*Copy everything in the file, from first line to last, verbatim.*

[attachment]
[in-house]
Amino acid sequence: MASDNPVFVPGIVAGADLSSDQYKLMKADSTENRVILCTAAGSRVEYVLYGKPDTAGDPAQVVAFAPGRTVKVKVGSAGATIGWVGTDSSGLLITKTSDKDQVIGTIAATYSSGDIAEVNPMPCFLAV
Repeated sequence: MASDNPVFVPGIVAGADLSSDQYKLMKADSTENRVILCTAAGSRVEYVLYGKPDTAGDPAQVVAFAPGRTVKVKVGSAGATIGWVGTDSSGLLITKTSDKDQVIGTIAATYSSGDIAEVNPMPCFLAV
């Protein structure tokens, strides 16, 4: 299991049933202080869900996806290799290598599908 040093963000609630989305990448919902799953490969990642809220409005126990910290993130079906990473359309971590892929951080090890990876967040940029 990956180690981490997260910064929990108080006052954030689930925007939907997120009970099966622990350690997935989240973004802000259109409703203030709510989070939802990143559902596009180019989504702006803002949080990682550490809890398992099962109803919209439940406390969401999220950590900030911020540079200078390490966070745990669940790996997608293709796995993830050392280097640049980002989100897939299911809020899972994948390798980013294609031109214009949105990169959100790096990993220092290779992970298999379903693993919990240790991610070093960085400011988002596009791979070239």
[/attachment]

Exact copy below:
[in-house]
Amino acid sequence: MASDNPVFVPGIVAGADLSSDQYKLMKADSTENRVILCTAAGSRVEYVLYGKPDTAGDPAQVVAFAPGRTVKVKVGSAGATIGWVGTDSSGLLITKTSDKDQVIGTIAATYSSGDIAEVNPMPCFLAV
Repeated sequence: MASDNPVFVPGIVAGADLSSDQYKLMKADSTENRVILCTAAGSRVEYVLYGKPDTAGDPAQVVAFAPGRTVKVKVGSAGATIGWVGTDSSGLLITKTSDKDQVIGTIAATYSSGDIAEVNPMPCFLAV
């Protein structure tokens, strides 16, 4: 299991049933202080869900996806290799290598599908 040093963000609630989305990448919902799953490969990642809220409005126990910290993130079906990473359309971590892929951080090890990876967040940029 990956180690981490997260910064929990108080006052954030689930925007939907997120009970099966622990350690997935989240973004802000259109409703203030709510989070939802990143559902596009180019989504702006803002949080990682550490809890398992099962109803919209439940406390969401999220950590900030911020540079200078390490966070745990669940790996997608293709796995993830050392280097640049980002989100897939299911809020899972994948390798980013294609031109214009949105990169959100790096990993220092290779992970298999379903693993919990240790991610070093960085400011988002596009791979070239």